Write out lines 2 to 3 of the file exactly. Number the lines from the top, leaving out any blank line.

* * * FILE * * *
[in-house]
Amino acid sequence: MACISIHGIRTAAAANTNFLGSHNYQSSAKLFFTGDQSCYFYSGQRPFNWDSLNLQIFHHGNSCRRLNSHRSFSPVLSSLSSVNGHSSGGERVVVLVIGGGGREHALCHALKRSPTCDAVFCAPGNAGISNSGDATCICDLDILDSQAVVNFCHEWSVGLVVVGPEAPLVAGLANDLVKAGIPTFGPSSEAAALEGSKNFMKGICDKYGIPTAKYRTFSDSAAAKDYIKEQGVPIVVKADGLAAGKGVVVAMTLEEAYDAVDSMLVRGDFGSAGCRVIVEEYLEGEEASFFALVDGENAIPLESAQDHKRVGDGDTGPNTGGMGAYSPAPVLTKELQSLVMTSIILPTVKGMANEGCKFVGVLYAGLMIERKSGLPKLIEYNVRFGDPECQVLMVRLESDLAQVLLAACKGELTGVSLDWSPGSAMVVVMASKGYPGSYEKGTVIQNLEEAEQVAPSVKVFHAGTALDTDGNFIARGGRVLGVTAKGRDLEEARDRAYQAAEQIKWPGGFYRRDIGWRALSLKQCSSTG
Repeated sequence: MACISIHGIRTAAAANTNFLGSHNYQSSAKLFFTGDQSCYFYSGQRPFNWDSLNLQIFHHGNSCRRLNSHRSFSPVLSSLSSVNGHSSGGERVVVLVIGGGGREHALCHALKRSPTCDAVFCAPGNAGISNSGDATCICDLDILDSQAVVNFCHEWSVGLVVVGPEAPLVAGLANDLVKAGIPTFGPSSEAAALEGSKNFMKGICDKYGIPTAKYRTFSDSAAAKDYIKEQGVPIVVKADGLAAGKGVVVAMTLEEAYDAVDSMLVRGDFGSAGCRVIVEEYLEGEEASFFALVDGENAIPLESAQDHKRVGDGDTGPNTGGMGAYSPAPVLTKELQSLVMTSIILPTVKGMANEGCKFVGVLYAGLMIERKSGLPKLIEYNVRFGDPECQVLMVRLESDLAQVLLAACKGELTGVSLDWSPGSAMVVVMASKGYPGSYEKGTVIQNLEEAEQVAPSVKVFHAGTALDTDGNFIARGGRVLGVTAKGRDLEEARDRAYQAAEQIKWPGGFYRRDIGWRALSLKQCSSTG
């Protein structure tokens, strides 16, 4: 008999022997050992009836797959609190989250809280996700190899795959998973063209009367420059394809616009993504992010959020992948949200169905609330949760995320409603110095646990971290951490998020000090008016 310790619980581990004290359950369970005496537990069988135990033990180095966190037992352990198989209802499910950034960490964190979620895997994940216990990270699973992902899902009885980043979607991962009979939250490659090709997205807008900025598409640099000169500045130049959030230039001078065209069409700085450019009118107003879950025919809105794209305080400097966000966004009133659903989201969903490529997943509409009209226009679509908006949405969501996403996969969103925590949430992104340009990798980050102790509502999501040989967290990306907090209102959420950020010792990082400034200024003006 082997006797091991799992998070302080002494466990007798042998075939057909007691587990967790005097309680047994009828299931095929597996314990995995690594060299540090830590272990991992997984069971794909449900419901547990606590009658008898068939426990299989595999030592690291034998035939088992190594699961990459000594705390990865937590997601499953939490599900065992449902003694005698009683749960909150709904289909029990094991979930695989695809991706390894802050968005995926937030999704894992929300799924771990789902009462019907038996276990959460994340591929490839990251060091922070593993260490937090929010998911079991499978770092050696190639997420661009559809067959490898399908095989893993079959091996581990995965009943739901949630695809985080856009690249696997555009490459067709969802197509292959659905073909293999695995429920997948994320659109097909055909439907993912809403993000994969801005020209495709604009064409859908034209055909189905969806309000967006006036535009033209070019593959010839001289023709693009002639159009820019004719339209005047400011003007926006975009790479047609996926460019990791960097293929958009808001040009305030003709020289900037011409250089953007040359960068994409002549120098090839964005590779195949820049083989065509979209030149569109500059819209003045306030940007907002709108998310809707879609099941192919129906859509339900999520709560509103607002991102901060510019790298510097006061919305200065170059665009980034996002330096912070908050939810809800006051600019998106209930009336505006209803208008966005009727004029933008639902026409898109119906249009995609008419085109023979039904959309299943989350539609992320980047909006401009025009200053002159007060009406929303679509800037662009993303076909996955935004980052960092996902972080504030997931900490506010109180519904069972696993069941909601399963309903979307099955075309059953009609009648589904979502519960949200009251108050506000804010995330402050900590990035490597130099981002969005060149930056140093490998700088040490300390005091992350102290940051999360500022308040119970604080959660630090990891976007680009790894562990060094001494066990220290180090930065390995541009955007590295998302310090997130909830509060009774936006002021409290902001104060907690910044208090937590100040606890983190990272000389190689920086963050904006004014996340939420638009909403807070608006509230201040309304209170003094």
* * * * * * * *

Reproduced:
Amino acid sequence: MACISIHGIRTAAAANTNFLGSHNYQSSAKLFFTGDQSCYFYSGQRPFNWDSLNLQIFHHGNSCRRLNSHRSFSPVLSSLSSVNGHSSGGERVVVLVIGGGGREHALCHALKRSPTCDAVFCAPGNAGISNSGDATCICDLDILDSQAVVNFCHEWSVGLVVVGPEAPLVAGLANDLVKAGIPTFGPSSEAAALEGSKNFMKGICDKYGIPTAKYRTFSDSAAAKDYIKEQGVPIVVKADGLAAGKGVVVAMTLEEAYDAVDSMLVRGDFGSAGCRVIVEEYLEGEEASFFALVDGENAIPLESAQDHKRVGDGDTGPNTGGMGAYSPAPVLTKELQSLVMTSIILPTVKGMANEGCKFVGVLYAGLMIERKSGLPKLIEYNVRFGDPECQVLMVRLESDLAQVLLAACKGELTGVSLDWSPGSAMVVVMASKGYPGSYEKGTVIQNLEEAEQVAPSVKVFHAGTALDTDGNFIARGGRVLGVTAKGRDLEEARDRAYQAAEQIKWPGGFYRRDIGWRALSLKQCSSTG
Repeated sequence: MACISIHGIRTAAAANTNFLGSHNYQSSAKLFFTGDQSCYFYSGQRPFNWDSLNLQIFHHGNSCRRLNSHRSFSPVLSSLSSVNGHSSGGERVVVLVIGGGGREHALCHALKRSPTCDAVFCAPGNAGISNSGDATCICDLDILDSQAVVNFCHEWSVGLVVVGPEAPLVAGLANDLVKAGIPTFGPSSEAAALEGSKNFMKGICDKYGIPTAKYRTFSDSAAAKDYIKEQGVPIVVKADGLAAGKGVVVAMTLEEAYDAVDSMLVRGDFGSAGCRVIVEEYLEGEEASFFALVDGENAIPLESAQDHKRVGDGDTGPNTGGMGAYSPAPVLTKELQSLVMTSIILPTVKGMANEGCKFVGVLYAGLMIERKSGLPKLIEYNVRFGDPECQVLMVRLESDLAQVLLAACKGELTGVSLDWSPGSAMVVVMASKGYPGSYEKGTVIQNLEEAEQVAPSVKVFHAGTALDTDGNFIARGGRVLGVTAKGRDLEEARDRAYQAAEQIKWPGGFYRRDIGWRALSLKQCSSTG